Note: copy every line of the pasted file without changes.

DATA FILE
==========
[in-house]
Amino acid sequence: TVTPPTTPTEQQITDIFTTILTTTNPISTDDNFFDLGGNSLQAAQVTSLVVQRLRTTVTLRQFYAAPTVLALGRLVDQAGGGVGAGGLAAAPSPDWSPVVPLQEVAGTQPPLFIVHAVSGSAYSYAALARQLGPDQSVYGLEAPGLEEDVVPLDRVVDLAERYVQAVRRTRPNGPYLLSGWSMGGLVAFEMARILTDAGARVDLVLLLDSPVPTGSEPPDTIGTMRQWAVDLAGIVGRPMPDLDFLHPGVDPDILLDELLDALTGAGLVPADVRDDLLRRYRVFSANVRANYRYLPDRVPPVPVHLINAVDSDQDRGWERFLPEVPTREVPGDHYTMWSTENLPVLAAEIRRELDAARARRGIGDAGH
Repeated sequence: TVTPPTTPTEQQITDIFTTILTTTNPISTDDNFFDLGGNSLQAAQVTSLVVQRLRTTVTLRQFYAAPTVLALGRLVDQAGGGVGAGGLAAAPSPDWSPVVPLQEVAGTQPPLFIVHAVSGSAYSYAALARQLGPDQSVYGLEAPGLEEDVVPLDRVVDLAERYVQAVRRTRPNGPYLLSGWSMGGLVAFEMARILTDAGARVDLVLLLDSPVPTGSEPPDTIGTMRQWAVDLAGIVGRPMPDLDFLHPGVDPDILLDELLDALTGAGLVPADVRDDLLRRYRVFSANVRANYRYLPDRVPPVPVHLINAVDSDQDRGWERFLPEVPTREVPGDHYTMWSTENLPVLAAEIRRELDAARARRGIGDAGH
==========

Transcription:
[in-house]
Amino acid sequence: TVTPPTTPTEQQITDIFTTILTTTNPISTDDNFFDLGGNSLQAAQVTSLVVQRLRTTVTLRQFYAAPTVLALGRLVDQAGGGVGAGGLAAAPSPDWSPVVPLQEVAGTQPPLFIVHAVSGSAYSYAALARQLGPDQSVYGLEAPGLEEDVVPLDRVVDLAERYVQAVRRTRPNGPYLLSGWSMGGLVAFEMARILTDAGARVDLVLLLDSPVPTGSEPPDTIGTMRQWAVDLAGIVGRPMPDLDFLHPGVDPDILLDELLDALTGAGLVPADVRDDLLRRYRVFSANVRANYRYLPDRVPPVPVHLINAVDSDQDRGWERFLPEVPTREVPGDHYTMWSTENLPVLAAEIRRELDAARARRGIGDAGH
Repeated sequence: TVTPPTTPTEQQITDIFTTILTTTNPISTDDNFFDLGGNSLQAAQVTSLVVQRLRTTVTLRQFYAAPTVLALGRLVDQAGGGVGAGGLAAAPSPDWSPVVPLQEVAGTQPPLFIVHAVSGSAYSYAALARQLGPDQSVYGLEAPGLEEDVVPLDRVVDLAERYVQAVRRTRPNGPYLLSGWSMGGLVAFEMARILTDAGARVDLVLLLDSPVPTGSEPPDTIGTMRQWAVDLAGIVGRPMPDLDFLHPGVDPDILLDELLDALTGAGLVPADVRDDLLRRYRVFSANVRANYRYLPDRVPPVPVHLINAVDSDQDRGWERFLPEVPTREVPGDHYTMWSTENLPVLAAEIRRELDAARARRGIGDAGH